Pair Of Tax Evaders Given Long Jail Terms

October 30, 1990|By Jay Apperson | Jay Apperson,Staff writer

A Davidsonville tax protester and his wife have received what may be the toughest sentence ever given for failing to file state income tax returns.

David Bruce Baker and his wife, Carol-Ann R. Baker, were sentenced yesterday to a total of 23 years in prison, fined $18,000 and ordered to pay $5,500 in back taxes for failing to file state income tax returns for the past several years.

Carolyn H. Henneman, the assistant attorney general who prosecuted the case, said she was aware of no harsher sentences given for tax violations.

The couple, convicted on all seven counts during a three-day jury trial in June, failed to appear at a sentencing hearing Aug. 30. They were arrested after being stopped for speeding Oct. 3 in Memphis, Tenn., and were extradited to Maryland last week.

David Bruce Baker, a photographer, was sentenced to 12 years in prison, fined $12,000 and ordered to pay back taxes of about $2,855. Carol-Ann R.

Baker, a former supermarket worker, was sentenced to 11 years in jail, fined $6,000 and ordered to pay back taxes of $2,650.

In imposing the sentences, the maximum under the law, Circuit Judge Eugene M. Lerner told the couple he would "substantially reduce" the punishment if they filed returns for the past year and paid their back taxes. Carol-Ann Baker, 52, said she was willing to pay the money she owes as soon as possible.

Her 38-year-old husband, however, remained defiant during yesterday's sentencing hearing. Before the judge announced the sentence, Baker said his principles would not allow him to sign a tax return form he considers illegal.

"But I thank the state for prosecuting me. I am closer to God and I am closer to my wife," said David Bruce Baker, shaking as he held a Bible. "I forgive you both (prosecuting attorneys). I love you both. I love you, too, judge."

David Bruce Baker said his legal fight has left him a pauper. He was convicted of failing to file tax returns for 1985 through 1988. His wife was convicted of failing to file returns for 1986 through 1988.

During the hearing, Lerner read a letter from an unidentified friend of the couple, which described how the wife's love for her husband led her to follow his almost religious zeal for the anti-tax movement. The letter-writer said the husband was used by members of an unnamed, fanatical tax protest group.

"He became convinced by the group that he should undergo a symbolic crucifixion to save the people from an unjust tax system," the letter said.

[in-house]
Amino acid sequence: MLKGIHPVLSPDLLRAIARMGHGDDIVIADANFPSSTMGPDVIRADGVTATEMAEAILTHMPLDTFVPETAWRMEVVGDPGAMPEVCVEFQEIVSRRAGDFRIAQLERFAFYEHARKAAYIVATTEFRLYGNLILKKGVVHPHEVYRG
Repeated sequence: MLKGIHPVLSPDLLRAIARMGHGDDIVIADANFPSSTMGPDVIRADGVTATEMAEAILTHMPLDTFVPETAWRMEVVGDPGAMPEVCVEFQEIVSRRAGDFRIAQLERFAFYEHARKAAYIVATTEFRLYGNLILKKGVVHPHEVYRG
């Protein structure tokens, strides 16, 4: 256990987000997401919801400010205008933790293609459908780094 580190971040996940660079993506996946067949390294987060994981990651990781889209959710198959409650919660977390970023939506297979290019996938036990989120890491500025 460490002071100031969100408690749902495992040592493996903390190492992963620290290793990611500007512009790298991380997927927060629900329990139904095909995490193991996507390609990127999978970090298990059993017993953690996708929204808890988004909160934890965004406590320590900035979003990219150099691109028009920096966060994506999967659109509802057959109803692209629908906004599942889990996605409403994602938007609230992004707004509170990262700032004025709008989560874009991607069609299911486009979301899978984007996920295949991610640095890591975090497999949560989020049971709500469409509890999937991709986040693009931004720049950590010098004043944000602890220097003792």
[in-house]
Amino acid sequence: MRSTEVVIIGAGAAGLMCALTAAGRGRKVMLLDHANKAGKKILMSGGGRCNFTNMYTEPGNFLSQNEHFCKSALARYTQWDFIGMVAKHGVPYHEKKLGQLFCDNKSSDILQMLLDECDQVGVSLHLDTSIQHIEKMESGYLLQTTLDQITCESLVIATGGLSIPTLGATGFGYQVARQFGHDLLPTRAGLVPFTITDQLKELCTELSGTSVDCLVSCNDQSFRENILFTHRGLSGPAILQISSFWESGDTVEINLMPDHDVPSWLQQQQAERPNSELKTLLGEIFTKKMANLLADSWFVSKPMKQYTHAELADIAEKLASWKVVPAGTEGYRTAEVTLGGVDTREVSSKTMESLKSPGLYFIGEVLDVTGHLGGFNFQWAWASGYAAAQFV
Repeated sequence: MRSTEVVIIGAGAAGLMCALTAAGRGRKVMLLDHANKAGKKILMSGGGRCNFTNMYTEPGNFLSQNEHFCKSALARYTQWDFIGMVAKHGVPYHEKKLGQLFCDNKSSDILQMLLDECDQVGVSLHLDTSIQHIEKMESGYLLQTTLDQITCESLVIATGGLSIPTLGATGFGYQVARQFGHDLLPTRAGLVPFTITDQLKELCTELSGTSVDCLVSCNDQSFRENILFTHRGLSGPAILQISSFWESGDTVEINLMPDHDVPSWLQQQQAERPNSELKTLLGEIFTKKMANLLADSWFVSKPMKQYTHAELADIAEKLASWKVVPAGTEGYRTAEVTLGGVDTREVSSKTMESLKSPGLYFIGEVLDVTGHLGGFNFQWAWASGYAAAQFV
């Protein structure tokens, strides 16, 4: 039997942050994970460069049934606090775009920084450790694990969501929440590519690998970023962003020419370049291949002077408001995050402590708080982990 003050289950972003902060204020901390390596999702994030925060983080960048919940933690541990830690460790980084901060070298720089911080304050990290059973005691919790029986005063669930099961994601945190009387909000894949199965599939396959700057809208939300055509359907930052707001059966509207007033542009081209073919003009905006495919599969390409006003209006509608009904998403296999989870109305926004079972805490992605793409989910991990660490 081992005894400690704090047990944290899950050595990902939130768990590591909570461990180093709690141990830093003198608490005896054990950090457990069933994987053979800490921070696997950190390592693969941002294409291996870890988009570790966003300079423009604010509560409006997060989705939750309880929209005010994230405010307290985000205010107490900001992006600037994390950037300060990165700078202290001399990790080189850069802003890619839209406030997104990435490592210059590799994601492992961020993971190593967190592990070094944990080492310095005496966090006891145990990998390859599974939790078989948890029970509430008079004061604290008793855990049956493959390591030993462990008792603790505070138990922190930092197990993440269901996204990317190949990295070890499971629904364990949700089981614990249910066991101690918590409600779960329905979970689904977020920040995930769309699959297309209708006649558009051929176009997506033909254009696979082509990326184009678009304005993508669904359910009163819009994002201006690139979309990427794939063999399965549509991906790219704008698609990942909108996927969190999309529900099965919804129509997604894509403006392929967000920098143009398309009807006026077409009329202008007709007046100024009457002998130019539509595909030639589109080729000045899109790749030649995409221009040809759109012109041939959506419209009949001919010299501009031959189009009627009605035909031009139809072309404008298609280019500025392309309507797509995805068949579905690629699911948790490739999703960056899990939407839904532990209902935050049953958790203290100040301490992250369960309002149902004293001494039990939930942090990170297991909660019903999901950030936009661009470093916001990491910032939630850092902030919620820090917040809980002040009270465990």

Lerner said, "It's really a sad situation. These people have been led down a garden path."

Carol-Ann Baker originally told investigators she would not file any tax returns, but she said in court she had changed her mind. "I'm just sorry for all the problems I've caused to the court, the state and my family," she said.

Nearly a dozen family members were in court yesterday to show support for the couple. Responding to a question from the judge, a son and daughter admitted they had not filed tax returns in years past but said they were taking steps to file returns.

During their trial, the couple had maintained that their legal research showed state tax forms are not "registered" and are thus illegal. In a letter written after they fled the state in September, they said the trial was a "fraud." According to the letter, Lerner had said the looks on the jurors' faces in June showed they were shocked at the "almost unbelievable story" the couple relied on as a defense.

Carol-Ann Baker told the judge she thought her husband's research was correct. Her attorney, Anthony J. Girandola, cited the woman's Catholic upbringing to explain her devotion to her husband.

"I guess love is blind," Lerner said.

In a four-page letter-to-the-editor written while they were on the lam, the couple called their trial a "tightly controlled one-act morality play" and suggested government officials would have made more appropriate defendants. That letter was signed "David and Carol Baker, citizens in exile."

During yesterday's hearing, David Bruce Baker's attorney, Andrew J.

Groszer Jr., complained of Congress' track record in dealing with tax inequities and said some good could come from questioning the tax system.

"However, with David, it clearly became an obsession. He's a principled person and principle combined with obsession can lead to risk-taking," Groszer said.

He added, "I took a neutral attitude on whether they should file (tax returns)."

Henneman, the prosecutor, refused to accept the claim that the couple did not file tax returns out of principle. In a pleading contained in the court file, she noted that the couple had throughout the case varied their story on why they did not file.

"This guy was trying to get out of paying taxes," she said after the hearing.

David Bruce Baker said he was shocked by the maximum sentence and plans to appeal.

George H. Spriggs Jr., director of the income tax division of the state comptroller's office, said, "It sends a message out to those who would be interested in following the same line that Mr. and Mrs. Baker followed that it doesn't work. We all have to comply with the income tax laws."

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